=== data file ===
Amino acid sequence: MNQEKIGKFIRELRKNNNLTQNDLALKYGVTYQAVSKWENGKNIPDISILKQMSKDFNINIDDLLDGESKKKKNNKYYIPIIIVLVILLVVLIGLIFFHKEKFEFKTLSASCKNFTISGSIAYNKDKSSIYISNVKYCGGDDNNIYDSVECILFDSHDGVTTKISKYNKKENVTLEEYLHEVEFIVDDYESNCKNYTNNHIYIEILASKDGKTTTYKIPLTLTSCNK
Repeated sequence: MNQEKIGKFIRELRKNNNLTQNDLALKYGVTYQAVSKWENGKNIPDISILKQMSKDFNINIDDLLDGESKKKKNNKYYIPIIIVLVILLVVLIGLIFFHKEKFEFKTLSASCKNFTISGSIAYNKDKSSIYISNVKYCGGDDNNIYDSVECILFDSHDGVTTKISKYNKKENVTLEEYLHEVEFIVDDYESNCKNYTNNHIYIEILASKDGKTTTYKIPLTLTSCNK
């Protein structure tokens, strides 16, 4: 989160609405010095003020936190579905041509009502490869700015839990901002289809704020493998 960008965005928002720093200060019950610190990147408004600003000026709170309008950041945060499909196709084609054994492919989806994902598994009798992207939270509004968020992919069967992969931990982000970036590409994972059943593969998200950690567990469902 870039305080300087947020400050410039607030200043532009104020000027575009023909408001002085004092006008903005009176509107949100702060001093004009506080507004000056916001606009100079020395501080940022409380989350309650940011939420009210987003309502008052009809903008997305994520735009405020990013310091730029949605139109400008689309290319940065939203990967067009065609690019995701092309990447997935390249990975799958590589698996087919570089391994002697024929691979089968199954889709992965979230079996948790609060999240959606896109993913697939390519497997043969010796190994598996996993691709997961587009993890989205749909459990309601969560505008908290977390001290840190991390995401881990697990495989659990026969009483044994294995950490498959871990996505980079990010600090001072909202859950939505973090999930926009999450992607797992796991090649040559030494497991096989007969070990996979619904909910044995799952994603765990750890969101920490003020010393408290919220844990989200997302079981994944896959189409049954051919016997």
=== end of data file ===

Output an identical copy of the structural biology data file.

Amino acid sequence: MNQEKIGKFIRELRKNNNLTQNDLALKYGVTYQAVSKWENGKNIPDISILKQMSKDFNINIDDLLDGESKKKKNNKYYIPIIIVLVILLVVLIGLIFFHKEKFEFKTLSASCKNFTISGSIAYNKDKSSIYISNVKYCGGDDNNIYDSVECILFDSHDGVTTKISKYNKKENVTLEEYLHEVEFIVDDYESNCKNYTNNHIYIEILASKDGKTTTYKIPLTLTSCNK
Repeated sequence: MNQEKIGKFIRELRKNNNLTQNDLALKYGVTYQAVSKWENGKNIPDISILKQMSKDFNINIDDLLDGESKKKKNNKYYIPIIIVLVILLVVLIGLIFFHKEKFEFKTLSASCKNFTISGSIAYNKDKSSIYISNVKYCGGDDNNIYDSVECILFDSHDGVTTKISKYNKKENVTLEEYLHEVEFIVDDYESNCKNYTNNHIYIEILASKDGKTTTYKIPLTLTSCNK
């Protein structure tokens, strides 16, 4: 989160609405010095003020936190579905041509009502490869700015839990901002289809704020493998 960008965005928002720093200060019950610190990147408004600003000026709170309008950041945060499909196709084609054994492919989806994902598994009798992207939270509004968020992919069967992969931990982000970036590409994972059943593969998200950690567990469902 870039305080300087947020400050410039607030200043532009104020000027575009023909408001002085004092006008903005009176509107949100702060001093004009506080507004000056916001606009100079020395501080940022409380989350309650940011939420009210987003309502008052009809903008997305994520735009405020990013310091730029949605139109400008689309290319940065939203990967067009065609690019995701092309990447997935390249990975799958590589698996087919570089391994002697024929691979089968199954889709992965979230079996948790609060999240959606896109993913697939390519497997043969010796190994598996996993691709997961587009993890989205749909459990309601969560505008908290977390001290840190991390995401881990697990495989659990026969009483044994294995950490498959871990996505980079990010600090001072909202859950939505973090999930926009999450992607797992796991090649040559030494497991096989007969070990996979619904909910044995799952994603765990750890969101920490003020010393408290919220844990989200997302079981994944896959189409049954051919016997």